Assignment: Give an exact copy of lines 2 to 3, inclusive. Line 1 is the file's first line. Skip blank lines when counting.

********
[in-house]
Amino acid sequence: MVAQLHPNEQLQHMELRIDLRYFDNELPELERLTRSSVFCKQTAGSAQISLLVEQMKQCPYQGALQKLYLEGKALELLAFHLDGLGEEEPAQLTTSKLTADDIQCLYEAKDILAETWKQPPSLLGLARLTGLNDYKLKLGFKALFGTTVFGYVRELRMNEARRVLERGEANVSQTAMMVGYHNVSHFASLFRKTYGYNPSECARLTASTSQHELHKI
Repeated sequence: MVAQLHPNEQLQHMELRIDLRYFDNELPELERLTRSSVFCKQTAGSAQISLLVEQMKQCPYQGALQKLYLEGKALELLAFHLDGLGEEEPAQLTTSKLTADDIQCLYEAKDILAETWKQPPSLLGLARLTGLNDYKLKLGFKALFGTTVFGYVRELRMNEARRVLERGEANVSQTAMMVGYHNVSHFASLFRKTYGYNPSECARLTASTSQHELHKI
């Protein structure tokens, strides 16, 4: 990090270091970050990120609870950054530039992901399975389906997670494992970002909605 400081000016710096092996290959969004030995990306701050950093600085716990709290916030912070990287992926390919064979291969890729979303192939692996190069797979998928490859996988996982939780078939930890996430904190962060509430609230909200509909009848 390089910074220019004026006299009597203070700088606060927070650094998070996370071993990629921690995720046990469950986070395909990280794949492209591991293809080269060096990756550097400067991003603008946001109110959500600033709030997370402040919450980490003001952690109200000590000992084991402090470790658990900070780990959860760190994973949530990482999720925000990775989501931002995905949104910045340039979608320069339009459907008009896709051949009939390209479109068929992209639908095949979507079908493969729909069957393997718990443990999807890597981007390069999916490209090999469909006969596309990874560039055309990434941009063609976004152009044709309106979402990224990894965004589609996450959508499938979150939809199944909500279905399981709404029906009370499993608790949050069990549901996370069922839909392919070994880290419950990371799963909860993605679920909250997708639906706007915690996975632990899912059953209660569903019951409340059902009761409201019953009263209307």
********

Amino acid sequence: MVAQLHPNEQLQHMELRIDLRYFDNELPELERLTRSSVFCKQTAGSAQISLLVEQMKQCPYQGALQKLYLEGKALELLAFHLDGLGEEEPAQLTTSKLTADDIQCLYEAKDILAETWKQPPSLLGLARLTGLNDYKLKLGFKALFGTTVFGYVRELRMNEARRVLERGEANVSQTAMMVGYHNVSHFASLFRKTYGYNPSECARLTASTSQHELHKI
Repeated sequence: MVAQLHPNEQLQHMELRIDLRYFDNELPELERLTRSSVFCKQTAGSAQISLLVEQMKQCPYQGALQKLYLEGKALELLAFHLDGLGEEEPAQLTTSKLTADDIQCLYEAKDILAETWKQPPSLLGLARLTGLNDYKLKLGFKALFGTTVFGYVRELRMNEARRVLERGEANVSQTAMMVGYHNVSHFASLFRKTYGYNPSECARLTASTSQHELHKI